This was the last book on the English I curriculum and while I am undecided as to whether I actually read it (namely because when you get to that end of the year the last books on the reading list tend to be the ones that get dumped in favour of study for the pending exams) I did have a tutor that would throw students out of the class if they had not read the novel, and he seemed to have a sixth sense in knowing whether they had read it or not (and while this was in the days before Wikipedia, or Sparknotes, though there were still Cliff Notes available).
Anyway, after reading a synopsis of this book my memories do come back to me, and the boredom that I encountered upon reading the synopsis pretty much reflects the boredom that I faced when I was reading the book. Okay, maybe it is one of those classic pieces of literature, described as one of Hardy's most powerful novels, but, to be honest, it was not really something that interested me. Also, the Adelaide University English Department, when they deconstructed a text, at that time had a habit of putting me off the book, despite the fact that years later I have come to appreciate, and even accept, the nature of deconstruction.
Now, since we had read a number of books about natives during the semester, such as Beat not the Bones, Things fall apart, and The Heart of Darkness, I was expecting that a book that carried the title of 'Return of the Native' was going to be a rollicking adventure story about a native man, such as this guy:
having been captured by some evil slavers and taken abroad, manages to escape from his captivity, and after numerous harrowing adventures, returns to his home village, much like this one:
However, not surprising (considering we were not studying such books in the course) it had nothing to do with indigenous populations, but rather about a Welshman who lived in Paris, looking much like this 19th Century English Gentleman:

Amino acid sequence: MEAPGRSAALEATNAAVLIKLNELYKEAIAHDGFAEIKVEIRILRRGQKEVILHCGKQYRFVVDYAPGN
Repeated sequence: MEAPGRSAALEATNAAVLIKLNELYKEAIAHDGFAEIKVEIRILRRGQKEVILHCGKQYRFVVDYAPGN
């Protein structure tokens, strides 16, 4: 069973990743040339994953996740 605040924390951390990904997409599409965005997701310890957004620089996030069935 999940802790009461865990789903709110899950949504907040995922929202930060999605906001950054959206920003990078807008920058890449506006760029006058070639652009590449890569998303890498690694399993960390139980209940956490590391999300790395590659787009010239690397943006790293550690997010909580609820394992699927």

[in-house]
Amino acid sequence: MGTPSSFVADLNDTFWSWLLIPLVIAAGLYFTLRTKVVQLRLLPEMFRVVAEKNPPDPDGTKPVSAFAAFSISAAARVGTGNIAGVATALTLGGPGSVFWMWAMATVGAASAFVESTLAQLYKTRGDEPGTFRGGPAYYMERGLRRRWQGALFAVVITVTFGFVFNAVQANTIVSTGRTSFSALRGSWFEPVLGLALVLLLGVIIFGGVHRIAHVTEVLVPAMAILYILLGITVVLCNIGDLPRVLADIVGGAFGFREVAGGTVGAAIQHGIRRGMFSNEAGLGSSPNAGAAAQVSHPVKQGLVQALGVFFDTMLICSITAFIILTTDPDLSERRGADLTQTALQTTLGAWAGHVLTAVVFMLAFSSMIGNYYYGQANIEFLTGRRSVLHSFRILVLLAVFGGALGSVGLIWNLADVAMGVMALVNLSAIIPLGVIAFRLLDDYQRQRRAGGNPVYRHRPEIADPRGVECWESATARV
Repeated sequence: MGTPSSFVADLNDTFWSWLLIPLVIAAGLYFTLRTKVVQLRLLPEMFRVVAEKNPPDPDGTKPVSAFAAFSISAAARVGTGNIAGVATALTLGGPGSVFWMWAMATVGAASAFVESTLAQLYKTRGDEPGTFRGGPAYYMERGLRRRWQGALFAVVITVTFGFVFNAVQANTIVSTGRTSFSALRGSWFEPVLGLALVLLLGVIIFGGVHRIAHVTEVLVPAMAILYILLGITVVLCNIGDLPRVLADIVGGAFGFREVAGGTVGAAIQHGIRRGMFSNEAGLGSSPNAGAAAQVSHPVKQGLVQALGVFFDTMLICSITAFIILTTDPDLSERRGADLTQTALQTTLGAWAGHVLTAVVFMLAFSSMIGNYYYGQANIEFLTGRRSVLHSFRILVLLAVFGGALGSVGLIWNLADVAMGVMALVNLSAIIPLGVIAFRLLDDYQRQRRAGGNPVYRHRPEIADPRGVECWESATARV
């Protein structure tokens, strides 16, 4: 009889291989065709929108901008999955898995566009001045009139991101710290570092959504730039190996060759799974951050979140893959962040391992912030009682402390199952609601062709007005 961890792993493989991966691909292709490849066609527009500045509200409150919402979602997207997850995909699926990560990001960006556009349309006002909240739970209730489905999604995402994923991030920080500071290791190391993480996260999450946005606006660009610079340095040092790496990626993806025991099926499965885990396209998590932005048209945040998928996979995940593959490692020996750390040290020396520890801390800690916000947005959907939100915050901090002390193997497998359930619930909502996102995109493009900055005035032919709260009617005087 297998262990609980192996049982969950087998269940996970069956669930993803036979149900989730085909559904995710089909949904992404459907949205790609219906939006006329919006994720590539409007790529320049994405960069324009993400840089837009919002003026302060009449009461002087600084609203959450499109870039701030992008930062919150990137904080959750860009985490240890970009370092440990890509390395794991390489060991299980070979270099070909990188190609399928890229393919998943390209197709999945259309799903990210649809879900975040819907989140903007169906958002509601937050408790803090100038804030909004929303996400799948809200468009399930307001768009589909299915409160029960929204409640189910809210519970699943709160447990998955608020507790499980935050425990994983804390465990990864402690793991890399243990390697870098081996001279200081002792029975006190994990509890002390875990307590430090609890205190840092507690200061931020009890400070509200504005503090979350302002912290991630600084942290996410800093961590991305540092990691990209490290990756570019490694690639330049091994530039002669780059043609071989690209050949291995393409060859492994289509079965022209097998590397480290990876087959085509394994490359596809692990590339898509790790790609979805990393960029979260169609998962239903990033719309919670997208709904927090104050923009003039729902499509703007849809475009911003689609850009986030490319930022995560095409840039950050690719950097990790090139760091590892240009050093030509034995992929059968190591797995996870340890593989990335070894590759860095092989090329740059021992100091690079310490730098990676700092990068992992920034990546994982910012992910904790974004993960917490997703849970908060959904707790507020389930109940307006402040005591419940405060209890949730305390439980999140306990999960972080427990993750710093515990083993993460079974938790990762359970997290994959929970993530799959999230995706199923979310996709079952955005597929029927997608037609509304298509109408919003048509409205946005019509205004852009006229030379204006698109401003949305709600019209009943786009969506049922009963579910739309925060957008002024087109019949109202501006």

returning to his home in Wales, which probably looks like this place:
though I am only speculating here because I can't remember that much about the novel, except that my expectations of a rip-roaring adventure novel were foully dashed.
However, I did mention above something about a member of an indigenous tribe returning to his home village, and I suspect that this is why this novel ended up falling onto the English I reading list: namely because it is about an indigenous man, in this case a Welshman, returning to his home village, which happens to be in Wales. Maybe this is an example of post-colonial literature in that what Hardy is doing is demonstrating to us that natives are not necessarily coloured people living in societies that are not as technologically advanced as ours, but can also apply to the average Englishman since they are technically indigenous to England (though when you go back about a thousand years you do discover that England itself had been colonised – in fact it was colonised a number times by a wide ranging group of people including the Danes, the Vikings, the Saxons, and of course the Normans).
The other idea is a concept known as 'Nativism', which is something that came out of our American History lectures. That concept applied to the white population of the United States and started to develop in the mid-nineteenth century. While the traditional native Americans were being attacked, assaulted, pushed off their land, and carolled into reservations, the settlers, many who had been born in American and had come from families whose fathers went back to the early colonists, began to see themselves as being distinctly American. Since their roots had come out of the American continent, and the American culture, they were themselves becoming natives of America. As such not only were the original inhabitants being physically invaded, their culture and identity were being absorbed by the 'new natives'.
While we were not studying anthropology in English (simply because that is a completely different subject in and of itself) what we were doing was studying the literary responses to a number of these changes. In this novel we have the white man assuming the mantle of the native, and Wales assuming the mantle of the native soil. Thus it is not an adventure story about a black slave who had escaped and finally made it home, because in many cases his village, and in fact his culture, were unlikely to exist any more (as was demonstrated in the film Amistad), but rather it is about the new native returning to his home town, a town that still exists within a culture that still thrives.